Validating the Impact of Green Affordable Housing

Validating the Impact photo 1

Sustainable Fellwood, an mixed-use, mixed income EarthCraft Community and LEED Neighborhood Development in Savannah, Georgia.

“The most affordable home is one that is affordable to live in and operate.”  These are words we’ve lived by for years at Southface, and finally, we’re working to put statistics behind the anecdotes. Validating the Impact of Green Affordable Housing is a recently funded one-year research project. Our communities and policy teams, along with a steering committee of industry experts, will explore the impact of sustainable affordable housing when compared to code or conventional construction for multifamily developments utilizing Low-Income Housing Tax Credits (LIHTC) and other federal and state allocated housing subsidies in the Southeast. Construction and development costs, utility allowances, utility consumption and cost data, and installed efficiency or “green” measures will be collected, analyzed and evaluated.

Validating the Impact of Green Affordable Housing will engage affordable housing stakeholders to quantify costs related to green building and define key issues around cost containment in order to increase the adoption of green building and sustainable development practices. The project proposes to collect data on actual development costs and energy and water utility usage from a sample of affordable housing developments in Alabama, Georgia, North Carolina and South Carolina. Comparing the construction and operating costs of projects with and without green measures will provide much needed data on the performance of green affordable housing. The twelve-month research project will collect data from a representative sample of fifteen or more affordable housing developments. The sample will include developments that achieved a green building certification, such as EarthCraft, LEED for Homes, the National Green Building Standard and Enterprise Green Communities, and those which only met standard development requirements.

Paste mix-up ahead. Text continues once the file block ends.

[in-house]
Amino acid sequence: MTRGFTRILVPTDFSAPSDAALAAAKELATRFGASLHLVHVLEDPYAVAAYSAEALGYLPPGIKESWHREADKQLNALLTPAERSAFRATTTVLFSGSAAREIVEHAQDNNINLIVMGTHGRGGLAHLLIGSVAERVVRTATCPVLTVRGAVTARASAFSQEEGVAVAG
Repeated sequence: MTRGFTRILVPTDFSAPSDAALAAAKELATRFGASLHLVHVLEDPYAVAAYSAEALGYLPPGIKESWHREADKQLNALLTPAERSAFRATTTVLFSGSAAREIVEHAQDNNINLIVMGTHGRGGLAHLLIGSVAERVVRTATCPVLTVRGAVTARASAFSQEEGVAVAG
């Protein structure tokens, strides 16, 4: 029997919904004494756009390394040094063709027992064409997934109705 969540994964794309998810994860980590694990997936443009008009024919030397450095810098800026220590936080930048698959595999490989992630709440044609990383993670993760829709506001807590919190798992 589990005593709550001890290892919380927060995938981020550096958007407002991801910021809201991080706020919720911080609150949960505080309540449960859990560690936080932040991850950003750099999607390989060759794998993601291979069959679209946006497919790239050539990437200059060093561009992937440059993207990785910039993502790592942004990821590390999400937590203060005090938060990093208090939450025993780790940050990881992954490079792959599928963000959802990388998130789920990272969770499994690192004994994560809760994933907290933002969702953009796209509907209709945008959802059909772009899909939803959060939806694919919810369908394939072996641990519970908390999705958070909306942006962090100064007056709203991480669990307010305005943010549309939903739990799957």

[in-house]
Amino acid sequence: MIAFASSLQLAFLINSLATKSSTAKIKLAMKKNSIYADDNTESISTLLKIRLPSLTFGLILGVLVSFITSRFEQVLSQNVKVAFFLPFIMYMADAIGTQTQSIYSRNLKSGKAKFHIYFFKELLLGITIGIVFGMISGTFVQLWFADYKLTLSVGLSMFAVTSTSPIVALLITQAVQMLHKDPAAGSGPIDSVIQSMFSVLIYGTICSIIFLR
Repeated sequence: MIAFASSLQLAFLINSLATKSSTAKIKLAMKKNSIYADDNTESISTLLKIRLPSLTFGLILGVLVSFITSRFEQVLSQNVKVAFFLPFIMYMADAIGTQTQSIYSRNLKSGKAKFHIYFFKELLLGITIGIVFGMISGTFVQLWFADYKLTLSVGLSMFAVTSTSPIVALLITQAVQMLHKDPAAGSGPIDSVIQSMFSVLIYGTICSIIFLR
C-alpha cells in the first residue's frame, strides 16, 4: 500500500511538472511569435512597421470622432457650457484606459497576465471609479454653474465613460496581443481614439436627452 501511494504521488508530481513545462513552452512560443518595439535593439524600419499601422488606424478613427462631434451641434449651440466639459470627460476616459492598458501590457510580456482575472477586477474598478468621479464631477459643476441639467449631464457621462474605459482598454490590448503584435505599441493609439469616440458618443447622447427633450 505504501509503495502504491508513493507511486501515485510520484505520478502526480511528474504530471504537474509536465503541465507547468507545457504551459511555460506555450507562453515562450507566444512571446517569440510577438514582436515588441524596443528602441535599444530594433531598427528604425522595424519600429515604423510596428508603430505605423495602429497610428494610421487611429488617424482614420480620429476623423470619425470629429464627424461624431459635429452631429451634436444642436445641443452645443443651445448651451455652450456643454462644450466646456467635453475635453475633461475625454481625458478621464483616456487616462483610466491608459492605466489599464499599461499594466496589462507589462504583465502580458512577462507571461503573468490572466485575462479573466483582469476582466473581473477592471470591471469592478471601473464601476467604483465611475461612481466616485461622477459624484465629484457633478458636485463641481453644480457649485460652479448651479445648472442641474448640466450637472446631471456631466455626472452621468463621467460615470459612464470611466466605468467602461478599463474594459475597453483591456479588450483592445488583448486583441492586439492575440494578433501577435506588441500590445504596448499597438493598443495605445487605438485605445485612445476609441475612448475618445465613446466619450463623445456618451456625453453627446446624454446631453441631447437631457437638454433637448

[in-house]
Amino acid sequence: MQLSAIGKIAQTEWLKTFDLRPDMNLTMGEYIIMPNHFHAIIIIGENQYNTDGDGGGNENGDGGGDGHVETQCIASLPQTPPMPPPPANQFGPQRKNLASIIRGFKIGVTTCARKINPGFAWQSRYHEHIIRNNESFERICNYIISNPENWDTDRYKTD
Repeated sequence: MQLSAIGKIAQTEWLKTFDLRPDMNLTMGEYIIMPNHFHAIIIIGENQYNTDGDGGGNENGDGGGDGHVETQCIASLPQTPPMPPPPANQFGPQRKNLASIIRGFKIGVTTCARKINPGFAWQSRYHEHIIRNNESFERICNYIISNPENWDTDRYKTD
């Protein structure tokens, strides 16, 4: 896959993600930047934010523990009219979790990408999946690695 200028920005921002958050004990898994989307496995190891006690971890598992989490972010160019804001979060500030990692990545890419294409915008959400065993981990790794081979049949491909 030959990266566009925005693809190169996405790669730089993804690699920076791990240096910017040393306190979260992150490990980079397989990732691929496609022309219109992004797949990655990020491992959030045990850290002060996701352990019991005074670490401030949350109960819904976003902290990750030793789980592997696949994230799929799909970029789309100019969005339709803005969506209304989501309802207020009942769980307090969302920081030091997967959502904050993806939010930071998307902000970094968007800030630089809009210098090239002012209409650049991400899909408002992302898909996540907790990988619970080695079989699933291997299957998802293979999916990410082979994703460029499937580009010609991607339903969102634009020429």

Goals

  • Compare the actual costs to design, develop, construct and operate green affordable housing versus comparable traditional housing across the Southeast.
  • Determine the benefits such as reduced energy, water and maintenance costs, as well as impacts on residents, property managers and developers.
  • Assess the administrative impact on housing finance.
Oliver House, an EarthCraft Multifamily certified affordable senior housing complex in Decatur that won the Atlanta Regional Commission's 2013 Development of Excellence Award.

Oliver House, an EarthCraft Multifamily certified affordable senior housing complex in Decatur, Georgia that won the Atlanta Regional Commission’s 2013 Development of Excellence Award.

Benefits

  • Quantify the resources necessary for housing finance agencies (HFA), property managers and developers in terms of labor, materials and cost to incentivize or require third-party green building programs. Determine if green building certification provides value as a quality assurance program.
  • Address a critical question of whether green building certification enhances the overall quality of affordable housing and hence reduces risks for the HFAs, property managers and developers.
  • Investigate impact of green building certification on operations and maintenance costs and enhanced tenant value.
  • Disseminate results and data throughout the affordable housing industry and engage policymakers, researchers and affordable housing advocates to advance sustainable affordable housing policy across the Southeast and nation.

 

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Southface promotes sustainable homes, workplaces and communities through education, research, advocacy and technical assistance.

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